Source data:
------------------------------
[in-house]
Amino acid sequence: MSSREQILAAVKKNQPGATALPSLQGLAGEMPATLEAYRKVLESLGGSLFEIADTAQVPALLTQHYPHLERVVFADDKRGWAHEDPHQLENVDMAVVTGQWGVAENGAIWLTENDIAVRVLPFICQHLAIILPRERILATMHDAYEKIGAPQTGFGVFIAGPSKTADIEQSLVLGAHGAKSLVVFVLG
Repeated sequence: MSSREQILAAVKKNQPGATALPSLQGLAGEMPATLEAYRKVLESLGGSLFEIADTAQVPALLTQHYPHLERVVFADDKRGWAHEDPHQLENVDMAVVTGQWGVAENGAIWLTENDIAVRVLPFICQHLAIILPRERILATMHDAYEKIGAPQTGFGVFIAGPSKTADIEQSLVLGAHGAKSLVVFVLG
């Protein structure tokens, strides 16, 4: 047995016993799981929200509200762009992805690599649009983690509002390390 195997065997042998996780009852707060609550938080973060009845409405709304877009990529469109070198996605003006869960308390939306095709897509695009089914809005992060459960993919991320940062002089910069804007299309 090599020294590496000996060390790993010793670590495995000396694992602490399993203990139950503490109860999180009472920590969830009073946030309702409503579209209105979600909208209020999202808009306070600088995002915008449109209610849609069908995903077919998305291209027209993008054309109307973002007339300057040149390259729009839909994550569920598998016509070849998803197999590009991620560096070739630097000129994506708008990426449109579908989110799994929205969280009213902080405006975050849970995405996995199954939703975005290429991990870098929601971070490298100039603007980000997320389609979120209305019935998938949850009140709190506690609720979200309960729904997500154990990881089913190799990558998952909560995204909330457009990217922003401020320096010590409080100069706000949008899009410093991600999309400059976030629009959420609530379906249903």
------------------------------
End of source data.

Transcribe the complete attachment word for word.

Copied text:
[in-house]
Amino acid sequence: MSSREQILAAVKKNQPGATALPSLQGLAGEMPATLEAYRKVLESLGGSLFEIADTAQVPALLTQHYPHLERVVFADDKRGWAHEDPHQLENVDMAVVTGQWGVAENGAIWLTENDIAVRVLPFICQHLAIILPRERILATMHDAYEKIGAPQTGFGVFIAGPSKTADIEQSLVLGAHGAKSLVVFVLG
Repeated sequence: MSSREQILAAVKKNQPGATALPSLQGLAGEMPATLEAYRKVLESLGGSLFEIADTAQVPALLTQHYPHLERVVFADDKRGWAHEDPHQLENVDMAVVTGQWGVAENGAIWLTENDIAVRVLPFICQHLAIILPRERILATMHDAYEKIGAPQTGFGVFIAGPSKTADIEQSLVLGAHGAKSLVVFVLG
């Protein structure tokens, strides 16, 4: 047995016993799981929200509200762009992805690599649009983690509002390390 195997065997042998996780009852707060609550938080973060009845409405709304877009990529469109070198996605003006869960308390939306095709897509695009089914809005992060459960993919991320940062002089910069804007299309 090599020294590496000996060390790993010793670590495995000396694992602490399993203990139950503490109860999180009472920590969830009073946030309702409503579209209105979600909208209020999202808009306070600088995002915008449109209610849609069908995903077919998305291209027209993008054309109307973002007339300057040149390259729009839909994550569920598998016509070849998803197999590009991620560096070739630097000129994506708008990426449109579908989110799994929205969280009213902080405006975050849970995405996995199954939703975005290429991990870098929601971070490298100039603007980000997320389609979120209305019935998938949850009140709190506690609720979200309960729904997500154990990881089913190799990558998952909560995204909330457009990217922003401020320096010590409080100069706000949008899009410093991600999309400059976030629009959420609530379906249903």